But Aubrey Drake Graham, the son of a white, Jewish mother and an African-American father who once played drums alongside Jerry Lee Lewis, does skits about his petulance on Saturday Night Live (see “Drake’s Beef”). Emotionally demonstrative, openly dysfunctional, a bit of a bruiser, with an ability to flit between a dozen styles of music while expressing a desire for crowd participation that borders on the needy . . . Could this man be the ­Michael Bublé of hip-hop?

Drake’s sprawling two-hour roadshow is held back from chaos by the force of his physical presence. Blunt-headed with muscular, sloping shoulders and mesmerising, nimble feet, he prowls the edge of the stage. He has had so many hits (and has so many guest stars tonight) that he is not interested in playing them all the way through. Instead, recalling Prince in the same venue ten years ago, the show becomes a series of medleys. With just a drummer and a synth player at the back of the stage, he demonstrates an invisible, physical control over the music, operating it like a string puppet, stopping or starting songs with the drop of a foot or the shrug of a shoulder, so they collapse in the middle and are gone.

It takes charisma to pull off abandoning hits halfway through. Pointing at people in the audience, real or imaginary, is a music hall thing. Bruce Dickinson and Metallica’s James Hetfield do it too. Amid a hokey message to follow your dreams, he recalls his time spent singing for $200 a night as a John Legend tribute act. Cue a perfect demonstration of Legend-style singing – before he suddenly sloughs off “all this bathrobe-and-candle-sexy acoustic Ed Sheeran shit”, while huge columns of flame engulf the stage.

Drake is still at his best with blue, slinky songs of alienation – “9”, “Over”, “Feel No Ways” and “Hotline Bling”, which doubles up as make-out music for the couples in the crowd. One pair of lovers, Drake establishes during one of his crowd surveys, have been together for ten years. “I can’t even make a relationship last ten days,” he laments. In 2012, he told the Guardian, “I’ve had too many girls to ever feel uncomfortable about the man that I am.” An old-school boast from a modern man.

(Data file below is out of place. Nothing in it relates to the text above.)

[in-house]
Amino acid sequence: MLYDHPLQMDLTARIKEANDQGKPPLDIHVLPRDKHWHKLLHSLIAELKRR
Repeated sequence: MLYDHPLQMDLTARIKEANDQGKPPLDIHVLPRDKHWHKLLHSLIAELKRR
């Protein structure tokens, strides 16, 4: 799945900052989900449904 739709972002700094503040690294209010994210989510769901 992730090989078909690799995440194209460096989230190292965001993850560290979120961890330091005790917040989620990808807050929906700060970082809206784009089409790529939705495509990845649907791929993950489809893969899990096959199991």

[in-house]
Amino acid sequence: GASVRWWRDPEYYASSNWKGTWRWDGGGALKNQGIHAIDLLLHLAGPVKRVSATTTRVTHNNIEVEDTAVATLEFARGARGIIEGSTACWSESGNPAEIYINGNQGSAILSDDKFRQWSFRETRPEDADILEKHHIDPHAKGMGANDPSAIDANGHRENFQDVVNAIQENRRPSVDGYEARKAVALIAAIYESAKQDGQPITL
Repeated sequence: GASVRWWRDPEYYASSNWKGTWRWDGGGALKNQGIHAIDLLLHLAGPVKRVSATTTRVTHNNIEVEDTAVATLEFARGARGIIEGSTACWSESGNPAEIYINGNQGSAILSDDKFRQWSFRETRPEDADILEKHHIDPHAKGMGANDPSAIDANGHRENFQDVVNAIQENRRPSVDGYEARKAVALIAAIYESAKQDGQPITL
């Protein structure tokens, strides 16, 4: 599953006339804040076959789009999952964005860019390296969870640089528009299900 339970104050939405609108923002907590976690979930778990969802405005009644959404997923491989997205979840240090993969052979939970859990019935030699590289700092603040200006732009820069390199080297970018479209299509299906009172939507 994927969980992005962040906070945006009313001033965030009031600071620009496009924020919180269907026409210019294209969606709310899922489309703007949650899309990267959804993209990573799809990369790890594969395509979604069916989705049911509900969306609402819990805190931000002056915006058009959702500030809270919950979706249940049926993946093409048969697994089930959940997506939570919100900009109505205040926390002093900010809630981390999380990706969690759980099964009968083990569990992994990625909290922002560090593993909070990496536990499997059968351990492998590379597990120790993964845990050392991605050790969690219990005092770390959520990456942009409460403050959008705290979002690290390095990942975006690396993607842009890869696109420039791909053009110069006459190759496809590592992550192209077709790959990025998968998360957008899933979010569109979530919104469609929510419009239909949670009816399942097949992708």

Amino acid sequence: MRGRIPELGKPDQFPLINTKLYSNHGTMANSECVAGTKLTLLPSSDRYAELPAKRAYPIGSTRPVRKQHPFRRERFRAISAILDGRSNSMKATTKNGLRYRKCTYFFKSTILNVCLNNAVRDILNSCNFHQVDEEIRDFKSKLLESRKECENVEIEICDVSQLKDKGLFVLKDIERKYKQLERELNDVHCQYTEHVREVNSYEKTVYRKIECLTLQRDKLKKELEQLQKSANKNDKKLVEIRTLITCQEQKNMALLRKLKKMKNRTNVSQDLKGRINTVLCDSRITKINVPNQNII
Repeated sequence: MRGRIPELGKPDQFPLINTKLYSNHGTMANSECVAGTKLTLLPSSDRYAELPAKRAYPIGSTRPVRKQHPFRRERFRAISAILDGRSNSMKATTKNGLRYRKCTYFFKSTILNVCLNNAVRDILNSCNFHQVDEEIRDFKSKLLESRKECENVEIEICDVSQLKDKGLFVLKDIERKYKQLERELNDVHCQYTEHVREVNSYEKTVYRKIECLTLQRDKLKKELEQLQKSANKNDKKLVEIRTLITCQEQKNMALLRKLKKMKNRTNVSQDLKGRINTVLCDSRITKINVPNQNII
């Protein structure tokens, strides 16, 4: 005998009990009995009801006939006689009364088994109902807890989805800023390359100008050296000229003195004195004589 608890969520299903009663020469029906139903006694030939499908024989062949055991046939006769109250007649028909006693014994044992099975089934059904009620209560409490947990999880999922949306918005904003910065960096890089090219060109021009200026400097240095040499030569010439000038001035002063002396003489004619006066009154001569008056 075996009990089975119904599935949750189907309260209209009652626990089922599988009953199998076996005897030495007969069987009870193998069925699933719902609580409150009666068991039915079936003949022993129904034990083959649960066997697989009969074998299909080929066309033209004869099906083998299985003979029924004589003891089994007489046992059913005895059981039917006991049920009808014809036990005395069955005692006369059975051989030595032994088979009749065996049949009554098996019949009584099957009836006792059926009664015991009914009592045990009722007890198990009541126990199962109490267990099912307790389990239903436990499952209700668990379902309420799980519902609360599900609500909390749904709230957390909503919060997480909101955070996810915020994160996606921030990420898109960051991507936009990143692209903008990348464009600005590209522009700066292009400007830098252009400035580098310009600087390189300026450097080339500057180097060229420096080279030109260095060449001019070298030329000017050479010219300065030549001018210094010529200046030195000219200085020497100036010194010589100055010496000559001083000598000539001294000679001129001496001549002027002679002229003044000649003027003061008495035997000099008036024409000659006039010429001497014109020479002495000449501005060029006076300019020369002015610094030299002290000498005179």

The guest stars serve to highlight Drake’s variety, rather than shine on their own. Their songs, too, are started, suspended, chopped and screwed. Drake is more macho when there’s another guy onstage with him – doing “Successful”, with the literally named Trey Songz, or dueling with thefrenetic Skepta, who sounds so much tougher (maybe because he’s a Londoner). The two whirl around the stage like helicopter seeds.

Nicki Minaj, apparently Drake’s one-time lover, rises fembotishly from a hole in the stage and says in a London accent, “I want some fucking crumpets and tea.”

She adds, of her host, “This nigga single-handedly changed the game.” Minaj sings her song “Moment 4 Life”: “I call the shots, I am the umpire . . .” But she doesn’t really. Even her presence flares up quickly and is gone.

Kate Mossman is the New Statesman's arts editor and pop critic.

This article first appeared in the 23 March 2017 issue of the New Statesman, Trump's permanent revolution